Video is the prevailing medium for these types of courses, although audio courses and courses with slides and other written materials also exist. There are a lot of tutorials on how to create online courses.  A simple Google search on the topic will give you some great places to start.

Once you have created the course, you can market it through various channels, such as you own website (if you have one), social media, and online course platforms such as Kajabi, Udemy, and Teachable.

5. YouTube

If you prefer making videos instead of writing, you can start a YouTube channel. As with blogging, you will start to earn passive income once you get enough traffic coming to your channel.

Once you create the content, the passive income begins, but getting there can take a lot of work.  Creating a quality video is not easy.  And like blogging, getting traffic to your channel can be a challenge.  You have to create informative (or at least entertaining) content and have compelling titles, and great thumbnails. You also need to understand how YouTube’s search algorithm works.

If you want to learn from the experts and fast track your success, check out incomeschool.com.  I purchased a subscription for their course to improve my blog, but they have a terrific course on successfully starting a YouTube channel too.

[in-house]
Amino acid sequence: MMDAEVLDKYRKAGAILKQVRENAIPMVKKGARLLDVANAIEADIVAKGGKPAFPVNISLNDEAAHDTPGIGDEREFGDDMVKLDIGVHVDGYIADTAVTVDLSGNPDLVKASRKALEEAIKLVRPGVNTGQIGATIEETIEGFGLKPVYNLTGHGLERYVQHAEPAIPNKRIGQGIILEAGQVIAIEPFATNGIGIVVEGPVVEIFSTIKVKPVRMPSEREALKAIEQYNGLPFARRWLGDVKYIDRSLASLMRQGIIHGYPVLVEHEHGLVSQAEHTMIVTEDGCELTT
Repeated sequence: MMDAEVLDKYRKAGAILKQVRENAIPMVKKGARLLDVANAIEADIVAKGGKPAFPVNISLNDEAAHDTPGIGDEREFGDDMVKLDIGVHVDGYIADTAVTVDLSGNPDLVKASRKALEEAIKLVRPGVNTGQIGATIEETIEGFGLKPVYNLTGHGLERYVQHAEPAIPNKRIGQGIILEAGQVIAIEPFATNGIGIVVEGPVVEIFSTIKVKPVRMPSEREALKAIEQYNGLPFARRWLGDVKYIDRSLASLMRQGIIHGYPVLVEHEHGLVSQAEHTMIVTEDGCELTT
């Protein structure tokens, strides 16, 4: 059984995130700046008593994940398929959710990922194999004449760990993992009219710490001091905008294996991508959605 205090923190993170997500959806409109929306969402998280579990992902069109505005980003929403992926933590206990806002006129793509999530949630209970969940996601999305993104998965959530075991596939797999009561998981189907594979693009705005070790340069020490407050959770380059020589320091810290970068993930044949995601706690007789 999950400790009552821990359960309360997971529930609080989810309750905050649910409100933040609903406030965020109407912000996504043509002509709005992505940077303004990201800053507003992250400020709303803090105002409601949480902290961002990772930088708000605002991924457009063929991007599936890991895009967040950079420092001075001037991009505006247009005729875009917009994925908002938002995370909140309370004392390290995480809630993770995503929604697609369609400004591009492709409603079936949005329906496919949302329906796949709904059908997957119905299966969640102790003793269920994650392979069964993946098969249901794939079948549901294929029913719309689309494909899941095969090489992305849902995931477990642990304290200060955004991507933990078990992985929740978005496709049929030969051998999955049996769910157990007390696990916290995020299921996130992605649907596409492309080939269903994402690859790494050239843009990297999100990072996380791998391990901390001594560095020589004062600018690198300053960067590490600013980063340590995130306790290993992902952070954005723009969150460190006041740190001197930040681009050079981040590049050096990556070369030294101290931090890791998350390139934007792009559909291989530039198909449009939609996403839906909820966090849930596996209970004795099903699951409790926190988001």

6. Rental Property

Owning rental properties is one of my favorite ways to make passive income.    

If you want to make your rentals almost completely passive, the obvious solution is to simply hire a property manager.  They will find tenants, screen them, and sign them up for leases. They will collect rents, make repairs, and basically take care of every issue that pops up when it comes to your rentals.

I own nine rental properties and self-manage them, so I have to do a little more work. But even then, it’s hardly a daily grind. I may spend on average about 5 hours a month managing these 9 properties (I do outsource all of the repairs, etc. to my team of contractors).  

That’s pretty much a self-running operation in my view.

If you want to learn more about rental property investing, check out my step-by-step guide to start investing in rental properties

Want a more passive way to invest in real estate with only a $500 investment?  Check out DiversyFund.  They are a real estate crowdfunding platform that takes care of all of the work for you.  Not a bad way to dip your toe into real estate investing without too much time and effort.